Choices empower and promote good feelings about self. Always offer choices that will be acceptable to both you and your child. If you suggest a choice that you know your child will reject, you did not provide any genuine choice at all. For example, a choice to do what I tell you or go to time out does not provide any acceptable options for the child. Any time you include punishment you miss a chance to help your child feel empowered.
Simple choices that do not matter to you seem important to a baby or young child. Any time you can do so, provide choices that make absolutely no difference to you. Do this to strengthen your child’s feelings about themselves. Recently I heard a mother tell her ten-month-old baby that the baby could choose to either wear a blue dress or the green one. When the baby reached out for one of the dresses, the mother responded, “Good choice. You will feel good in this dress.” Consider a few additional examples for babies and toddlers:
· “You can choose to feed yourself or I can feed you with this spoon. You choose.”
· “You can play with this toy or find another one. You decide.”
· “Would you like to doodle while I read to you, or do you prefer to sit still and listen?” (My experiences with children indicate that doodling while listening increases understanding of the message.)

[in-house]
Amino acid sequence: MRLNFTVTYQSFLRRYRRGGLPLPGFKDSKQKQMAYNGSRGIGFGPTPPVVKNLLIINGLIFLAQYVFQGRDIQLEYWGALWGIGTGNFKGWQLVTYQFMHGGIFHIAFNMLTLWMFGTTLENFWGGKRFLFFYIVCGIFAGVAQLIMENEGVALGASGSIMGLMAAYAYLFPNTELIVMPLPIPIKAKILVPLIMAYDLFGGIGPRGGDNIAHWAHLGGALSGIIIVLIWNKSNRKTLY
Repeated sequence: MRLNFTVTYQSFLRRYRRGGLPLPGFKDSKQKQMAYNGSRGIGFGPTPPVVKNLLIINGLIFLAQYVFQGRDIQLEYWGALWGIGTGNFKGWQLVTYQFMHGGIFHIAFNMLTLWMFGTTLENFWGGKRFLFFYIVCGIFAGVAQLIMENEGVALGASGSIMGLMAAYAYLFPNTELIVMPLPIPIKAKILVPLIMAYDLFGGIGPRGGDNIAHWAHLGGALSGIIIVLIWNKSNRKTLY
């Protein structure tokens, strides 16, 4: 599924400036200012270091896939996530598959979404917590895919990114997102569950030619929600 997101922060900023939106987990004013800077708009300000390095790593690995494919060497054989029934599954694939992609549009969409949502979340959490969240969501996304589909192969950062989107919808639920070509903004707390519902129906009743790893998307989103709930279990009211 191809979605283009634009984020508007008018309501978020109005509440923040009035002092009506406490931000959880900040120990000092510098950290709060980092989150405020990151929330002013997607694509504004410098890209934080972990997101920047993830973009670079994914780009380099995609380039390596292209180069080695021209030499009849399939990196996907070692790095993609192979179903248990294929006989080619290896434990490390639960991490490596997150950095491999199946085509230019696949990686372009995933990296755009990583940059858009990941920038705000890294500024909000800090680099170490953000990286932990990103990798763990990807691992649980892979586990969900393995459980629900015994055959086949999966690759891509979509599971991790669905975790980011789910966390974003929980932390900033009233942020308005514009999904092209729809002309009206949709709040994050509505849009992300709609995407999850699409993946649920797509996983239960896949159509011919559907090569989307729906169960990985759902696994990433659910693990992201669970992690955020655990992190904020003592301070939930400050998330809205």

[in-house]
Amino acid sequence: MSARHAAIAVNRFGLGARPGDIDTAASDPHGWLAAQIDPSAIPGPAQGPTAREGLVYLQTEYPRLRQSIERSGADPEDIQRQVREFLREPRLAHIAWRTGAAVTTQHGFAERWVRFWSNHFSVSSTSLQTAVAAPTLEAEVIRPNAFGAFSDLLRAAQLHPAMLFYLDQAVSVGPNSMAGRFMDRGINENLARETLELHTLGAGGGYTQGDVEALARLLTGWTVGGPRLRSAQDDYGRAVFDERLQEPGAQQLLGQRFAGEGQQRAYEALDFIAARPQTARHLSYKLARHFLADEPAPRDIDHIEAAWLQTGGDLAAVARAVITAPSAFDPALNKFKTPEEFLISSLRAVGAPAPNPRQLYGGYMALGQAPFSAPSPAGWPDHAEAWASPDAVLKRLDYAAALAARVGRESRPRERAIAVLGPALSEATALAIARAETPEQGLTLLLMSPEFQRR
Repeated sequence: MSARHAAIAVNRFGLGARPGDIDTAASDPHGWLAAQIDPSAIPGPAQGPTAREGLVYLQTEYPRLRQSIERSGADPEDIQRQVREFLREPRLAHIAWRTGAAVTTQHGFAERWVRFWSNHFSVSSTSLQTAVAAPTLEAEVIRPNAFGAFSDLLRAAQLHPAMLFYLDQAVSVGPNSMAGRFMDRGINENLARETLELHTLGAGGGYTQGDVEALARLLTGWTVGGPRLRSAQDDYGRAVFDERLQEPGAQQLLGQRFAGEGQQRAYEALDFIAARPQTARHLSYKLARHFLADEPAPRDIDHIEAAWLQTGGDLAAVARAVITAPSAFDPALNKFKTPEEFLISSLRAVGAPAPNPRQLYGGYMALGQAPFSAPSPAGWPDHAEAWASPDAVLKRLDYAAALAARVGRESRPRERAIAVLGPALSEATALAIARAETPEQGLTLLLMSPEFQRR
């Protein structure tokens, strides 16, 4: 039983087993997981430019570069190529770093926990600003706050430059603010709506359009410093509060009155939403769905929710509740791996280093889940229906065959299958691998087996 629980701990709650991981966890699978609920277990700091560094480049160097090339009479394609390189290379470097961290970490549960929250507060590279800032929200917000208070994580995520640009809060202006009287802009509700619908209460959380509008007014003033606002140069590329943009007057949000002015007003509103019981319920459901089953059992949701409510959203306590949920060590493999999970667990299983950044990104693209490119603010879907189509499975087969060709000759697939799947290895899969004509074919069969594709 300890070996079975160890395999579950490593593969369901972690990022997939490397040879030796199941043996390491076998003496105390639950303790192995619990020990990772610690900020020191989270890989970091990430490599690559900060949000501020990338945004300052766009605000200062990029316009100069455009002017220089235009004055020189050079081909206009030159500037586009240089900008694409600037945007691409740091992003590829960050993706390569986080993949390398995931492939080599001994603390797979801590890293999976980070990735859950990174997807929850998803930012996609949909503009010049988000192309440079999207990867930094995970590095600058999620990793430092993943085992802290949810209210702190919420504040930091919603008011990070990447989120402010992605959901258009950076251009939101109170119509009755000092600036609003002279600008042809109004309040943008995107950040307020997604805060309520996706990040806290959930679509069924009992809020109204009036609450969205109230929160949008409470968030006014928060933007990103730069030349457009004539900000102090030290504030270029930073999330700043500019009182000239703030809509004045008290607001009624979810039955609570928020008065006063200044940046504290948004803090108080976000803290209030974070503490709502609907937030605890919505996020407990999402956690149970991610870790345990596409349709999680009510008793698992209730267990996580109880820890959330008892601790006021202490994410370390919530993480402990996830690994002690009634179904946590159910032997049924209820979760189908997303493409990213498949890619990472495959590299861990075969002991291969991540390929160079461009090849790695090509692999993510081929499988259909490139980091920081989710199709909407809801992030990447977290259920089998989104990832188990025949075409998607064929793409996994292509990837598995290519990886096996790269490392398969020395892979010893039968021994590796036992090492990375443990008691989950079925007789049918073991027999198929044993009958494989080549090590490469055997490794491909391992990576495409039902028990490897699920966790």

· “We can play together, or you can play by yourself. What sounds good to you?”
If you offer choices, you will need to accept your child’s preferences. Failure to do so will feel disrespectful to them. When your child gets a little older, choices may include options such as the ones listed below. There will be times when you do not offer any options that totally fit what they want. For example, hitting the family dog with a stick is not a choice. However, they can choose to play with the dog gently or they can choose to play in their imaginary store. As you read the ideas below about giving choices to a school-age child, notice that an option about whether to complete homework is not offered.
· “You may do your homework now or after we eat.”
· “You may want to study at your desk, or you may prefer to study at the kitchen table.”
· “Would you like to have a snack while you read your book? It’s up to you.”
· “Some people enjoy background music without words when they study. You may choose to listen or to work quietly.”
If your child insists on a choice they want, such as playing roughly with the dog, you say, “That is not one of your choices.” However, if they want something that you believe will be healthy and fun, you can say, “Thanks for your good idea. What a thinker you are. Go for it!”